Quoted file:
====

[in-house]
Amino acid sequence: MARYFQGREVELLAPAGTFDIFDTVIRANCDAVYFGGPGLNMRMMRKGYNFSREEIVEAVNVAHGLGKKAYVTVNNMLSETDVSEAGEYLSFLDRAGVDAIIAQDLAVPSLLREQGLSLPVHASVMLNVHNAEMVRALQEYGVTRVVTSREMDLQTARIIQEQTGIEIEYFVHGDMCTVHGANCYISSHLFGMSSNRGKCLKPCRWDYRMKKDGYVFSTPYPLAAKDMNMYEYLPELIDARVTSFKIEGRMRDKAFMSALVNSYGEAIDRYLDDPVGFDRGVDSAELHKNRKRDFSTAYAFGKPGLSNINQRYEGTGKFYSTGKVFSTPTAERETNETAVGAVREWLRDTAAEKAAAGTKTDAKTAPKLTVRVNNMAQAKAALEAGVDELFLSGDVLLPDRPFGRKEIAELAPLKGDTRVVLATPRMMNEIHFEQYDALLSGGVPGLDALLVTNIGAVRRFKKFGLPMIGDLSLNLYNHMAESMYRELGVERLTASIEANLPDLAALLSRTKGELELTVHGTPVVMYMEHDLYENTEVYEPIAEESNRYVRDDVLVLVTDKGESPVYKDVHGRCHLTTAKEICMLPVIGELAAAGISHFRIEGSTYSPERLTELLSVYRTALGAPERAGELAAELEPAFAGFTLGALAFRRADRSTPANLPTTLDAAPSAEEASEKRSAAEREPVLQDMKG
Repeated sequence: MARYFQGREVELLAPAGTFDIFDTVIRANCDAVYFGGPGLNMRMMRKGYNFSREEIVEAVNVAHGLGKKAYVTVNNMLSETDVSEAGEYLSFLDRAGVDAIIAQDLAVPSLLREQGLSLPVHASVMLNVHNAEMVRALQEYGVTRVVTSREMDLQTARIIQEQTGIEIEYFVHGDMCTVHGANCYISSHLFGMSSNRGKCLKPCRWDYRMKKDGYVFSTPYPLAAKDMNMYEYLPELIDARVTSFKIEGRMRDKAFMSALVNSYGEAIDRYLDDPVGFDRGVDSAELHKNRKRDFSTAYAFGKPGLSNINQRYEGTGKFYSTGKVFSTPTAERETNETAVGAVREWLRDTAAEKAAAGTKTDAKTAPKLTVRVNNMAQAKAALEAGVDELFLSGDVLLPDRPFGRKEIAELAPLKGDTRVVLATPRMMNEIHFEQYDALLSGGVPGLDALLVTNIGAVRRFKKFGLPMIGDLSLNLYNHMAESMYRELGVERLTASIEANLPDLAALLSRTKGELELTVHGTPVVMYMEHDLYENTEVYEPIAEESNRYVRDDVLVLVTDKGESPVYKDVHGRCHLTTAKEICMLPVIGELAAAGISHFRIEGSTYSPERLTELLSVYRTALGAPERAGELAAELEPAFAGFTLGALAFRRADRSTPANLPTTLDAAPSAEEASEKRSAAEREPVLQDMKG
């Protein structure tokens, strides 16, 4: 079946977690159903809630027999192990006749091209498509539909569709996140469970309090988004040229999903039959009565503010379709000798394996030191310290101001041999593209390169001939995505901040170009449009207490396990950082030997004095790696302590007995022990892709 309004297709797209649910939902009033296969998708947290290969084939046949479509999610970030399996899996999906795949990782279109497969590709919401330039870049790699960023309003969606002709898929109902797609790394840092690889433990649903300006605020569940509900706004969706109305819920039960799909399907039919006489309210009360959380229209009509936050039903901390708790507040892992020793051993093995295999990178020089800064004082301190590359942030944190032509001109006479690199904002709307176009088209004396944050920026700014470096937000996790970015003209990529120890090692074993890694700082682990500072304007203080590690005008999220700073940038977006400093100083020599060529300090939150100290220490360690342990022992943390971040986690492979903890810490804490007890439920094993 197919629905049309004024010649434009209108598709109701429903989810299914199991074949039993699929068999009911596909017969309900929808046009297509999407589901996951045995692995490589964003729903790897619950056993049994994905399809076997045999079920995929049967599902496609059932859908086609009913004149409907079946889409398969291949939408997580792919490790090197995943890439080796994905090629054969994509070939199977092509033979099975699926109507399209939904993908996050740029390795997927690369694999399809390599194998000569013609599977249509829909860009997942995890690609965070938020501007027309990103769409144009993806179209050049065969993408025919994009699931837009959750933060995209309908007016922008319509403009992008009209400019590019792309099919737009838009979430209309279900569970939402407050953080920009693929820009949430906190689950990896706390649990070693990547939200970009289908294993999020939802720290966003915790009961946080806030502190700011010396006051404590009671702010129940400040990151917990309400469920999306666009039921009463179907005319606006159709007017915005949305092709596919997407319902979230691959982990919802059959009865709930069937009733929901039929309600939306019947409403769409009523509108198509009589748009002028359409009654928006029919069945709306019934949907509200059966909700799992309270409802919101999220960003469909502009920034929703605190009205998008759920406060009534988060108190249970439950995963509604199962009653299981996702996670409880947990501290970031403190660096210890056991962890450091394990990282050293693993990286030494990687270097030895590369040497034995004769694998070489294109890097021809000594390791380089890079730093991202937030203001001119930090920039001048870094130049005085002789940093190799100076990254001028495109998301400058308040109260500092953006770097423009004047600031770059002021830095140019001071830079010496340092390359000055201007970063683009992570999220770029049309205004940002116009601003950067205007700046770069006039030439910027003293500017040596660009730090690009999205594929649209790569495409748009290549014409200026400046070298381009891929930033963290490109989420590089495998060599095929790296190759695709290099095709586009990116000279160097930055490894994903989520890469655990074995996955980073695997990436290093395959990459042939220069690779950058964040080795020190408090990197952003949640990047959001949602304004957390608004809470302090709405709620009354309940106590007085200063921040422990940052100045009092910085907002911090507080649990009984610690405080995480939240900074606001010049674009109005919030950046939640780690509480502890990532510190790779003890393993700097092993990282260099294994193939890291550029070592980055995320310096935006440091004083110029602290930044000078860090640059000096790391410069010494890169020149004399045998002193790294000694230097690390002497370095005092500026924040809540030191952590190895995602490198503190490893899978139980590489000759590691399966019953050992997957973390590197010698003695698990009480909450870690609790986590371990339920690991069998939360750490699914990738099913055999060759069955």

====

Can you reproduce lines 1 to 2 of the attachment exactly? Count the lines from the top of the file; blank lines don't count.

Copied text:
[in-house]
Amino acid sequence: MARYFQGREVELLAPAGTFDIFDTVIRANCDAVYFGGPGLNMRMMRKGYNFSREEIVEAVNVAHGLGKKAYVTVNNMLSETDVSEAGEYLSFLDRAGVDAIIAQDLAVPSLLREQGLSLPVHASVMLNVHNAEMVRALQEYGVTRVVTSREMDLQTARIIQEQTGIEIEYFVHGDMCTVHGANCYISSHLFGMSSNRGKCLKPCRWDYRMKKDGYVFSTPYPLAAKDMNMYEYLPELIDARVTSFKIEGRMRDKAFMSALVNSYGEAIDRYLDDPVGFDRGVDSAELHKNRKRDFSTAYAFGKPGLSNINQRYEGTGKFYSTGKVFSTPTAERETNETAVGAVREWLRDTAAEKAAAGTKTDAKTAPKLTVRVNNMAQAKAALEAGVDELFLSGDVLLPDRPFGRKEIAELAPLKGDTRVVLATPRMMNEIHFEQYDALLSGGVPGLDALLVTNIGAVRRFKKFGLPMIGDLSLNLYNHMAESMYRELGVERLTASIEANLPDLAALLSRTKGELELTVHGTPVVMYMEHDLYENTEVYEPIAEESNRYVRDDVLVLVTDKGESPVYKDVHGRCHLTTAKEICMLPVIGELAAAGISHFRIEGSTYSPERLTELLSVYRTALGAPERAGELAAELEPAFAGFTLGALAFRRADRSTPANLPTTLDAAPSAEEASEKRSAAEREPVLQDMKG